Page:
The short bill states "[t]his bill of lading shall have effect subject to the provisions of the Carriage of Goods by Sea Act of the United States, approved April 26, 1936." COGSA does impose a one year statute of limitations. See 46 U.S.C. Sec. 1303(6) (suit must be brought within one year after date of delivery or date delivery should have occurred). COGSA also contains Sec. 1311, however, which reads:


Nothing in this chapter shall be construed as superseding any part of sections 190 to 196 of this title [the Harter Act], or of any other law which would be applicable in the absence of this chapter, insofar as they relate to the duties, responsibilities, and liabilities of the ship or carrier prior to the time when the goods are loaded on or after the time they are discharged from the ship.


The short bill here at issue incorporates all of COGSA. Compare Ralston Purina Co. v. Barge Juneau and Gulf Caribbean Marine Lines, Inc., 619 F.2d 374 (5th Cir.1980). Therefore, the short bill includes Sec. 1311, which states COGSA will not supersede the Harter Act, 46 U.S.C. Secs. 190-196, for liabilities arising "prior to the time when the goods are loaded ...." Because the damage here undeniably occurred prior to the time the goods were loaded, the Harter Act, and not COGSA, controls. Appellant's argument based on COGSA's one year statute of limitation therefore fails.3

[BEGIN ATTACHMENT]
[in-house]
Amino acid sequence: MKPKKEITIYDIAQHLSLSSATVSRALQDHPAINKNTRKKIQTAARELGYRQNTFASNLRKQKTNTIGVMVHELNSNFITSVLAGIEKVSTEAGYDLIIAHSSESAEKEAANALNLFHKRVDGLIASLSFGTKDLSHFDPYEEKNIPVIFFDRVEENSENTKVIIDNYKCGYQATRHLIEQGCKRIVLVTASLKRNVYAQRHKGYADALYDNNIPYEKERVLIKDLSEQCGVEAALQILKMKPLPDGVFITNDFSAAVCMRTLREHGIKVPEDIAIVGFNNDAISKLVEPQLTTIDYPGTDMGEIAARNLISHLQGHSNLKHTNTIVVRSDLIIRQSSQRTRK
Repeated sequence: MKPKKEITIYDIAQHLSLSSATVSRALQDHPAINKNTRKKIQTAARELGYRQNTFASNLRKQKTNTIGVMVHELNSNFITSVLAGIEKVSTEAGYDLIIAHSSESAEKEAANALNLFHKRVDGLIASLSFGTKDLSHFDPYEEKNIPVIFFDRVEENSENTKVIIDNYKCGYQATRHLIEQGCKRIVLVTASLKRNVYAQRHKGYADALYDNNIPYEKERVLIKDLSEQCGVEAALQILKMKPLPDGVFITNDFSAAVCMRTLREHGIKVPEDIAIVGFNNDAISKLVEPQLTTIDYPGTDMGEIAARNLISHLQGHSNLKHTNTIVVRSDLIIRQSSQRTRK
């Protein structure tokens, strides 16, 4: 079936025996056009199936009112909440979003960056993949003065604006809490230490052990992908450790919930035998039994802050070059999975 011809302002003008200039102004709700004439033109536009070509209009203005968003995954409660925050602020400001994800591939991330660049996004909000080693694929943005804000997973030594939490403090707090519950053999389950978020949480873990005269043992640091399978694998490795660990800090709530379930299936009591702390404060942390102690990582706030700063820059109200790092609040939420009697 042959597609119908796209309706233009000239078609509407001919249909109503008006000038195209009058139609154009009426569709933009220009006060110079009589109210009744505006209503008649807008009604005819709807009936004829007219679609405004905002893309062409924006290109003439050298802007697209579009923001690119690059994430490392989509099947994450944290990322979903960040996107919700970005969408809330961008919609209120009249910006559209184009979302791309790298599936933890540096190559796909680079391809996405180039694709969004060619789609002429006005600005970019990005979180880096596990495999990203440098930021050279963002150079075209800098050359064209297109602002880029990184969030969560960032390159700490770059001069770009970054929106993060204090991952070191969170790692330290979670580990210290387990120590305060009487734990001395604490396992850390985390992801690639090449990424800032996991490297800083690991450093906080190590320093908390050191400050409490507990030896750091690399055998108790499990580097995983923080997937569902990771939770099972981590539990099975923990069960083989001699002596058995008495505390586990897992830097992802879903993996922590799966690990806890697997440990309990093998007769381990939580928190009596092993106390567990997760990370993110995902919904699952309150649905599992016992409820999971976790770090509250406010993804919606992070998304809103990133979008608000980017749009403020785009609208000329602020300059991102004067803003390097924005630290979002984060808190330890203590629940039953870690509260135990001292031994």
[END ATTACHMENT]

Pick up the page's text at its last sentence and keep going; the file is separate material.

The short bill is also subject to a long-form bill of lading:


This bill of lading is issued and the goods covered hereby are subject to, and all parties to this contract are bound by the terms, provisions, stipulations and conditions stated in the company's regular long form bill of lading on file with the Federal Maritime Commission, and open for shipper's inspection at the company's offices, and with which the shipper hereunder is understood to be familiar, which terms, provisions, stipulations and conditions of said long form bill of lading are hereby incorporated by reference in this short form bill of lading with the same force and effect for all purposes as if the same were severally, fully and specifically set forth herein.


The long bill provides suit must be brought within one year of delivery of the goods. Gulf Caribbean thus argues that Allstate is bound by this limitation clause in the long bill. We disagree.


First, Gulf Caribbean's cases notwithstanding, the entire bill of lading does not take the force of law because it is filed with the Federal Maritime Commission. Only the required tariff has this effect. See Gilbert Imported Hardwoods, Inc. v. 245 Packages of Guatambu Squares, More or Less, 508 F.2d 1116, 1120-21 (5th Cir.1975) (tariff filed with FMC has force of law); State of Israel v. Metropolitan Dade County, Florida, 431 F.2d 925, 928 (5th Cir.1970) (tariff filed with appropriate regulatory agency has force of law). Every clause in every bill of lading filed with the FMC cannot have the force and effect of law, particularly when clauses frequently inserted in filed bills of lading have been struck as violative of public policy or existing statutes. See Encyclopedia Britannica, Inc. v. SS Hong Kong Producer, 422 F.2d 7, 12 (2d Cir.1969) (certain clauses in bills of lading violate COGSA; COGSA prevails). Marvirazon Compania Naviera, S.A. v. H.J. Baker & Brothers, Inc., 674 F.2d 364, 366 (5th Cir.1982) is on point and we find it persuasive: